But by 1943, a booming U.S. economy was fielding vast military forces from Alaska to the Sahara. Britain and America were bombing the German heartland. The Soviet Red Army had trapped and destroyed a million-man German army at Stalingrad.
How did the Allies — Britain, the Soviet Union, and the U.S. — turn around the European war so quickly? The huge Red Army would suffer close to 11 million deaths in halting German offensives. Britain would never give up despite terrible losses at home and at sea from German bombers, rockets, and submarines.
Yet the key to victory was the U.S. economy. It would eventually outproduce all the major economies on both sides of the war combined. But how did the U.S. arm so quickly, build such effective weapons so soon, and from almost nothing field a military some 12 million strong?
Neo-socialist President Franklin D. Roosevelt unleashed American business under the aegis of successful entrepreneurs such as Henry Ford of the Ford Motor Company, William Knudsen of General Motors, Henry Kaiser of Kaiser Shipyards, and Charles Wilson of General Electric.
They were all given relatively free rein from New Deal strictures to work and profit without burdensome government regulations. The result was a military juggernaut that overwhelmed America’s enemies.
Politics went on but in a less partisan fashion. Republicans picked up seats in the House and Senate in 1942, while Roosevelt won a fourth presidential term in 1944. Roosevelt was able to dodge charges of rank partisanship during the war by appointing Republicans to key positions in his administration. Republican Henry Stimson became secretary of war. Former Republican vice presidential candidate Frank Knox was the all-important secretary of the Navy. Roosevelt stocked the War Production Board with Republican capitalists.
The media turned from either propagandizing the success of the New Deal or hyping its failures to warning Americans of the looming existential threat that would soon make their differences irrelevant.
Most importantly, Americans lost their fears.
From 1929 to 1938, the U.S. economy was in ruins. FDR’s New Deal could not restore economic growth or consumer confidence. As late as 1938, economic growth had sunk to a negative 3.3 percent. Unemployment soared to an unsustainable 19 percent.
Only the threat of war terrified Americans into taking a gamble — to work feverishly and to ramp up industry.
By the end of 1941, the early rearmament effort had spiked GDP growth to 17.7 percent. Unemployment had fallen to about 10 percent and would soon fall to about 2 percent.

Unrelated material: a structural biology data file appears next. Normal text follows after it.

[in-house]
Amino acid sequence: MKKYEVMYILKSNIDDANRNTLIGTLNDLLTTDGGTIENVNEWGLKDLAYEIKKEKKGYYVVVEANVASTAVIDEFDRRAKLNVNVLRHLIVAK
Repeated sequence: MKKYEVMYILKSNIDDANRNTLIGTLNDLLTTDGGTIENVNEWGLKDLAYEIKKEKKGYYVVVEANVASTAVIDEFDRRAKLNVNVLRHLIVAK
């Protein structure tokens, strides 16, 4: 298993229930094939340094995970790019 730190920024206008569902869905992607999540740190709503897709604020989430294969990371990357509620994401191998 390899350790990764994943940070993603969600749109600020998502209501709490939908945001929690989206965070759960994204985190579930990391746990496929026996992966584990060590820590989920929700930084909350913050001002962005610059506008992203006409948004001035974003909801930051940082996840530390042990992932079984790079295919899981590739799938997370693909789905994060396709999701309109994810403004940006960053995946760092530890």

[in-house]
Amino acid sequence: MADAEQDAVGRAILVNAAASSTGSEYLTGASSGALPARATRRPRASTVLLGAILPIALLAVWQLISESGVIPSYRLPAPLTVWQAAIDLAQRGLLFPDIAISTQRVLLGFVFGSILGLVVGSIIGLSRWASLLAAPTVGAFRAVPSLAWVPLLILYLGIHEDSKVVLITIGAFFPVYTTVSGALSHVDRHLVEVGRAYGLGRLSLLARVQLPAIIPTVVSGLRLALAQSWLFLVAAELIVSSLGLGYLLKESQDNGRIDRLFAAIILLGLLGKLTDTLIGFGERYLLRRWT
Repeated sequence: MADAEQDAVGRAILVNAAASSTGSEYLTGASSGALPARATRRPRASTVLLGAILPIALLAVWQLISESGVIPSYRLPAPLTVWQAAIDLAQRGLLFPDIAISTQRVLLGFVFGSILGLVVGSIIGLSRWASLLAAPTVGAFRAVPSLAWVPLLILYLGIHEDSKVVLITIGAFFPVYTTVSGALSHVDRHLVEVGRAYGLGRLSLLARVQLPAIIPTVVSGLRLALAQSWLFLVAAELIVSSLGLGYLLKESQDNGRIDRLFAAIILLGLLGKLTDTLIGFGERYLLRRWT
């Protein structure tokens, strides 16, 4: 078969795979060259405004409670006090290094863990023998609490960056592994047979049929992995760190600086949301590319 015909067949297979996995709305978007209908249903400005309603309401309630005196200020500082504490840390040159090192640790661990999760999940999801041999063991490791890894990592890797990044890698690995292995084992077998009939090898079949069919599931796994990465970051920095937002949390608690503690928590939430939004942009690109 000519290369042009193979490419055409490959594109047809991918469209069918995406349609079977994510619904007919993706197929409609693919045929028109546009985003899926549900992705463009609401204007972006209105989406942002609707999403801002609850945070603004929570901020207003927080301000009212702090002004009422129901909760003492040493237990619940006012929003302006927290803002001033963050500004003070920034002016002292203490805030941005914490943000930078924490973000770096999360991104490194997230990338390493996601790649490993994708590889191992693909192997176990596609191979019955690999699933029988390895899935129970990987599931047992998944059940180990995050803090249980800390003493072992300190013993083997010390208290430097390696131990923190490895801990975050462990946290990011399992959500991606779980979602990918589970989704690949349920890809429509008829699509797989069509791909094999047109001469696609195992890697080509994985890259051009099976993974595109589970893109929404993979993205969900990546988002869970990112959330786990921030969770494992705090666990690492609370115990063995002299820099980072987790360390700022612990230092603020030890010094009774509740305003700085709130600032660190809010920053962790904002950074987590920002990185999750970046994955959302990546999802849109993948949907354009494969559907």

Americans began losing their dread that they could do nothing against a decade-long depression. The less they feared the Axis powers, the more they restarted the economy and began to produce a plethora of goods and services. After Pearl Harbor, Americans did not stay neutral, wait for government assistance, or expect other nations to protect them.
Does World War II offer any lessons regarding our wrecked economy and staggering unemployment from the lockdown reaction to the coronavirus? Perhaps. The government cannot restore prosperity. Only entrepreneurs and risk-takers can. Americans must master their fears of the virus and dare to go back to work.
Otherwise, locked-down states will continue to borrow to pay out public assistance without creating wealth from labor, production, and investment. Bankrupt states will beg the federal government to print money that it doesn’t have for bailouts to pay those who are not working and not creating collective wealth.
The media must stick to reporting on the virus and the ailing economy. Their often petty obsessions with destroying President Trump are long past monotonous. Trump himself must keep working with any Democratic governors who realize they must put their states back to work in order to have the money to pay for the fight against the virus.
Interest rates are low. Gas is as cheap as it’s been in years. Inflation remains moribund. People are tired of being housebound. They want to get back to work to make and spend money.
All that is missing is confidence — or rather, the conviction — that the coronavirus is no more dangerous than were the Axis powers and can be beaten far more quickly if we show the sort of will our grandparents had.
Victor Davis Hanson is a classicist and historian at the Hoover Institution, Stanford University, and the author, most recently, of “The Father of Us All: War and History, Ancient and Modern” You can reach him by e-mailing firstname.lastname@example.org.